DuPont Pioneer expands Saskatoon research facility

Julian Heath, research operations lead at the newly expanded Saskatoon facility, explains the Saskatoon plots to open-house guests. (Leeann Minogue photo)

DuPont Pioneer announced the expansion of its Saskatoon multi-crop research facility at an open house on Friday.

The expanded facility will house breeding programs for canola, soybean and “ultra-early maturity” corn.

“DuPont Pioneer is focused on developing early-maturing products, and high-yielding products for Canadian farmers,” said Bryce Eger, president of DuPont Pioneer Canada.

DuPont Pioneer has invested $35 million in research and development in Western Canada over the past five years, opening and expanding research centres at Edmonton and Lethbridge, Alta. and Carman, Man., in addition to the Saskatoon expansion.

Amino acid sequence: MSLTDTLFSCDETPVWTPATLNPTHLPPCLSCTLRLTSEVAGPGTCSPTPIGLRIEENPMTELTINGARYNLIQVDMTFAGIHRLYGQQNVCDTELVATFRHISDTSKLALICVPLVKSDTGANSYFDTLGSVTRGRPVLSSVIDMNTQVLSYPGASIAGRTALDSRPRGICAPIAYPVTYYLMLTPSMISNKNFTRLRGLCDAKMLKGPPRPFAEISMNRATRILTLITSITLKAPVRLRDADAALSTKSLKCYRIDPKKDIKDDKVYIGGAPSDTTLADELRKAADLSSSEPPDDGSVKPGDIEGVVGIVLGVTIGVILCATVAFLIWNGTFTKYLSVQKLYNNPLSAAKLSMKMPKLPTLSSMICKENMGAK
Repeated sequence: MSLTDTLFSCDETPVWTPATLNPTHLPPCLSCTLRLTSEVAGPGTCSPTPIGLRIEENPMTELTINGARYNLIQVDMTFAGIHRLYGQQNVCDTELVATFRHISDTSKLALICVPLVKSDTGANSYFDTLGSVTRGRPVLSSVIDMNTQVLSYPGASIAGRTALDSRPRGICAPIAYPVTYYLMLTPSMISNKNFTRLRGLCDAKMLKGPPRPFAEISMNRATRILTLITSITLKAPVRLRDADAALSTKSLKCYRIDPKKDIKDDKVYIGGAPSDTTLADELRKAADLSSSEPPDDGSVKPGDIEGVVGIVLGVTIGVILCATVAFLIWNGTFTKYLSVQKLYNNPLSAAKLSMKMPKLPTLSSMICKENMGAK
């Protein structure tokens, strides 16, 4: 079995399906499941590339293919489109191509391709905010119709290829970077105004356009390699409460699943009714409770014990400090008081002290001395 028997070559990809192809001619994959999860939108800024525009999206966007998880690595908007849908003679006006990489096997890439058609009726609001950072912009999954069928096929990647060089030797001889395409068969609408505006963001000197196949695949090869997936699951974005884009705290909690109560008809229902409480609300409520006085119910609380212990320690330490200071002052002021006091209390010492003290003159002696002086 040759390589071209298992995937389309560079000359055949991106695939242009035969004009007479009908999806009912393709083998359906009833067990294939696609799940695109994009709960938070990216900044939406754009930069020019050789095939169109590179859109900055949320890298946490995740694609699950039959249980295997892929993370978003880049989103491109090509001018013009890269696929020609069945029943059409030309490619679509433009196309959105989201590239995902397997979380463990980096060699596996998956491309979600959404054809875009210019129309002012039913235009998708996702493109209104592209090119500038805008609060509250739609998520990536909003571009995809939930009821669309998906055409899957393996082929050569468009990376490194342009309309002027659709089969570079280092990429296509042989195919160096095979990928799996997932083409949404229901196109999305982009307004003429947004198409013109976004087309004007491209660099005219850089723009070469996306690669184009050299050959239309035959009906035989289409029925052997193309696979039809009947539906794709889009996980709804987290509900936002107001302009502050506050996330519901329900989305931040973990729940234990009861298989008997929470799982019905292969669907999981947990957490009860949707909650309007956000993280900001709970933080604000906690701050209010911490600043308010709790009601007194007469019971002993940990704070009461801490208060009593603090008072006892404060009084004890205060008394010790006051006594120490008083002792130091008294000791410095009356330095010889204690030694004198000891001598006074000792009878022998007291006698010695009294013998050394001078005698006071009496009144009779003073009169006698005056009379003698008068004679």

“And,” Eger said, “we’ve opened and expanded our (seed) production plants in Alberta and Ontario in order to support the business in Western Canada.”

Eger attributed this expansion to opportunities for market growth through the development of crop varieties bred to fit the Prairie climate, saying Western Canada has “huge potential, long-term.”

New crop varieties suitable to Western Canada’s relatively short season would be welcomed by farmers looking for new crops to expand rotations. “We’re actually breaking new ground in terms of earliness of products and adaptation to environment,” said Dave Charne, research director at DuPont Pioneer Canada.

— Leeann Minogue is editor of Grainews at Griffin, Sask. Follow her at @GrainMuse on Twitter.

 

Bryce Eger, president of DuPont Pioneer Canada announced the expansion of the company's multi-crop research facility near Saskatoon. (Leeann Minogue photo)